Definition/Scope: The National Security Act of 1947 established unified combatant commands, or military commands that have broad continuing missions and are composed of forces from at least two or more military departments. The 1997 Unified Command Plan recognizes nine unified combatant commands, each led by a four-star general or admiral known as a CINC, or commander in chief. Five of these commands are geographic commands with a specific set of missions and an area of responsibility (AOR). Four combatant commands do not have geographic areas of responsibility, but rather have worldwide functional areas of responsibility. The Services provide forces to the CINCs. The CINCs, drawing on guidance from the President and the Secretary of Defense, determine how those forces will be used on a day-to-day basis. For virtually every region in the world, there is a unified combatant command, led by a CINC whose primary purpose is to use the forces assigned to that command to shape the environment, respond to the full spectrum of crises, and prepare for the future in that region. The geographic CINCs are responsible for planning and conducting all military operations within their theaters of operation. In carrying out these duties, the CINCs may receive assistance from other geographic CINCs, as well as from the functional CINCs. Functional CINCs have worldwide responsibility for specialized areas such as transportation, space, and special forces; they provide these high demand resources to geographic CINCs as appropriate.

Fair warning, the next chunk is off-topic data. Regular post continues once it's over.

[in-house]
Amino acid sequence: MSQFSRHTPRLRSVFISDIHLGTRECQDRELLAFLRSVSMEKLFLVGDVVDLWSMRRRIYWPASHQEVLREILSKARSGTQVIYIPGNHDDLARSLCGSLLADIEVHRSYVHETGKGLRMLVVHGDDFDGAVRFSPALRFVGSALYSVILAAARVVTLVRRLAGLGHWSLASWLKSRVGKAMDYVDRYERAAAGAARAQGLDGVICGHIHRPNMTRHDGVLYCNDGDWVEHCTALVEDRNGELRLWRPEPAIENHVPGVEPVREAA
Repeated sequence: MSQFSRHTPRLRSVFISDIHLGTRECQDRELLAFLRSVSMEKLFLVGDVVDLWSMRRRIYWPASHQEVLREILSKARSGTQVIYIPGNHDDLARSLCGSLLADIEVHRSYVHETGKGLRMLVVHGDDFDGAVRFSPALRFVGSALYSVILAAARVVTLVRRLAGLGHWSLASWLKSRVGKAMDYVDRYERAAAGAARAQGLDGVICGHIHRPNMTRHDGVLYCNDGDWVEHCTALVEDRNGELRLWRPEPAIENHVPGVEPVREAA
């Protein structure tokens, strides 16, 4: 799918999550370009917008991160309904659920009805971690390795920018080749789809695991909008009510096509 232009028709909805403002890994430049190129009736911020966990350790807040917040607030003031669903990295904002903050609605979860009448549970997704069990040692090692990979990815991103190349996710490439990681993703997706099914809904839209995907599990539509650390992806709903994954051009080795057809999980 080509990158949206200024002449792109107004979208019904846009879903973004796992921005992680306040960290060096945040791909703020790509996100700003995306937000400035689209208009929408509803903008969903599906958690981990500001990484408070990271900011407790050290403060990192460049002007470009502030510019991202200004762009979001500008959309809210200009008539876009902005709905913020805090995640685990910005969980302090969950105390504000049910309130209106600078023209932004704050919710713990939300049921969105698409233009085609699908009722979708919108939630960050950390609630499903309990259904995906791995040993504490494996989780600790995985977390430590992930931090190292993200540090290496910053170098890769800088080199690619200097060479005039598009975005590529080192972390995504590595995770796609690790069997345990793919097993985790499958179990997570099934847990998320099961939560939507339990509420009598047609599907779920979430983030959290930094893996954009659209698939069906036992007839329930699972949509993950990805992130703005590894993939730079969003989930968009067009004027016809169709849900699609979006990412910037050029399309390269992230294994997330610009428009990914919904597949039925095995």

Narrower Terms:Functional Commands
Related Terms:Annual Defense Report